Council approves key I-90 Undercrossing pact
August 25, 2009
By Warren Kagarise
After business leaders and residents voiced support for the Interstate 90 Undercrossing, the City Council set aside environmental concerns and voted Aug. 17 to approve a pact crucial to the development of the roadway.Residents raised concerns in July about wetlands on U.S. Postal Service property near the undercrossing site, prompting officials to review the development agreement. City and postal service officials had negotiated a development agreement to allow the city use of a right of way on the land. The measure returned to the City Council last week.
Councilman David Kappler supported the agreement, but said before the vote that he had concerns with “the sausage making of this process.”
He said he was concerned about using public land to mitigate wetlands on private property, a provision allowed by the agreement. Wetland mitigation is the process by which new wetlands are created to replace wetlands removed by development or other activity.
Plans call for wetlands to be created at Emily Darst Park to offset the loss of wetlands at the postal service site.
Kappler said the undercrossing “is going to be a very important project for our city.”
Planners said they hope the roadway will alleviate traffic congestion at the existing Front Street North and state Route 900 interchanges.
The undercrossing would link Northwest Gilman Boulevard to Southeast 56th Street via a two-lane roadway built from the traffic signal at the post office. Crews plan to connect the road into the rail corridor behind Gilman Station. The roadway would continue beneath the existing I-90 overpass.
Planners estimate the undercrossing will help remove about 2,000 to 4,000 cars from Northwest Gilman Boulevard and 3,000 to 6,000 vehicles from Front Street North. Gilman Boulevard handles 29,000 cars per day; Front Street handles 49,000, according to city figures.
The road would be built within the former railroad right of way. North of I-90, the road would form a T-shaped intersection at Southeast 62nd Street, and then continue north along 221st Place Southeast to Southeast 56th Street.
Issues related to the wetlands prompted the council to postpone a July 20 vote and send the pact to the city River & Streams Board and Council Land Use Committee for additional scrutiny.
The price tag for the undercrossing to link Northwest Gilman Boulevard to Southeast 56th Street is about $13 million.
City Public Works Engineering Director Bob Brock said the council delay did not alter the schedule for advertising undercrossing bids to contractors. Brock said he hopes to advertise the project within the next two months. Officials said they hope to open the road by the end of 2010.
Councilman Fred Butler lauded postal service officials for working with city staffers to forge the agreement. He said the undercrossing would be a key transportation link.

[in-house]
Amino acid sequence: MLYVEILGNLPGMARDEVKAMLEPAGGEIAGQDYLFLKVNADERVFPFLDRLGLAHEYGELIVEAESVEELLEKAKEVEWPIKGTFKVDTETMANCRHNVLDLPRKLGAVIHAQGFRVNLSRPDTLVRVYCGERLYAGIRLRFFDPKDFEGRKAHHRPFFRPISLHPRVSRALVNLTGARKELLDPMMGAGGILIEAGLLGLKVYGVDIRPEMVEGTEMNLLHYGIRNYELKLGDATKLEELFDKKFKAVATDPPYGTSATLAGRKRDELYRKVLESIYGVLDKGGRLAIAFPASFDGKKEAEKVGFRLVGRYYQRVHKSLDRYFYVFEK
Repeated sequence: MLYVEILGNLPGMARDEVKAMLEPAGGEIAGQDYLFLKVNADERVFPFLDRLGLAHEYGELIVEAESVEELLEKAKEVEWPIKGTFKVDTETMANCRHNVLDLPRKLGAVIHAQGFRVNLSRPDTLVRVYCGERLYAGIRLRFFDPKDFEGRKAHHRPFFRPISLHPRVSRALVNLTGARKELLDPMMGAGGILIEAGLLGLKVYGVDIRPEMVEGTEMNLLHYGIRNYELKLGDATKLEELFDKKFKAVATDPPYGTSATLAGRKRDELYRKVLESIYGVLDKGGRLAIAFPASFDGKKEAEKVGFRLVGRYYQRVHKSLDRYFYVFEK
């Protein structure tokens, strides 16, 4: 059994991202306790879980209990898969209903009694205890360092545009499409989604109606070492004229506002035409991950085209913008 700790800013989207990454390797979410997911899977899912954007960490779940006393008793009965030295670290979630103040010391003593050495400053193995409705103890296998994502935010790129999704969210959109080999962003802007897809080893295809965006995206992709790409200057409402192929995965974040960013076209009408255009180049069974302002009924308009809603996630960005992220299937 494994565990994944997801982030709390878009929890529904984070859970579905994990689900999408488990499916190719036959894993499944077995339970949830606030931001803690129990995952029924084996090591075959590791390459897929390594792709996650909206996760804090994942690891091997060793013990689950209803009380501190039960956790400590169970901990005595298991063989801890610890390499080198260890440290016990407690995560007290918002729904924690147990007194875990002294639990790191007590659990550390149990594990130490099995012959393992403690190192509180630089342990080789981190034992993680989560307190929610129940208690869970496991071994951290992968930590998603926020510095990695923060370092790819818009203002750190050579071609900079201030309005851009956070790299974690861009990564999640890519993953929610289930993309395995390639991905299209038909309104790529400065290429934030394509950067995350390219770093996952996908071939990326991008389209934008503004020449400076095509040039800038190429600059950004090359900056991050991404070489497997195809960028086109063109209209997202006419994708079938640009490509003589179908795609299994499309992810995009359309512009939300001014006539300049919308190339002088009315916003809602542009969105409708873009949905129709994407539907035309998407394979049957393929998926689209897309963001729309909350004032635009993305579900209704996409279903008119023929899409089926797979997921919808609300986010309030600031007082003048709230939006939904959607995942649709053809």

“This is one of our highest [priority] transportation projects not under construction at this time,” he said. “It is an important next step. It moves the project forward.”
Council members voted unanimously for the agreement. Under it, the postal service will give the city an easement along the east side of the undercrossing for future street expansion.
The pact waives requirements for environmental or development studies if the site were developed. Under the agreement, no transportation improvements would be required if the postal service develops the property.
Greater Issaquah Chamber of Commerce CEO Matt Bott said the infrastructure improvement could help burnish the city’s image.
“We believe that approval of this project sends a very clear message to businesses and families considering relocating to Issaquah,” he said.
Chamber leaders rallied members to voice support for the undercrossing by e-mailing council members and speaking at the Aug. 17 meeting.
Business owner Bob Power talked about the Issaquah Medical Building he has planned for the former Zetec Inc. property, a parcel between westbound I-90 and Pickering Trail. The undercrossing will be built just east of the site.
Construction of the medical building is contingent on construction of the undercrossing.
“I think it’s a real unique opportunity to have a new and exciting medical building in Issaquah, as well as another bypass for the city,” Power said.
Salmon Days Festival organizer Robin Kelley told council members gridlock often slows her cross-town trips. She endorsed the undercrossing plan.
“I was raised in Issaquah, so I’ve seen a lot of change and a lot of development,” Kelley said. “And one of the things that’s proposed now is something that I really think would be an asset to the citizens and the businesses.”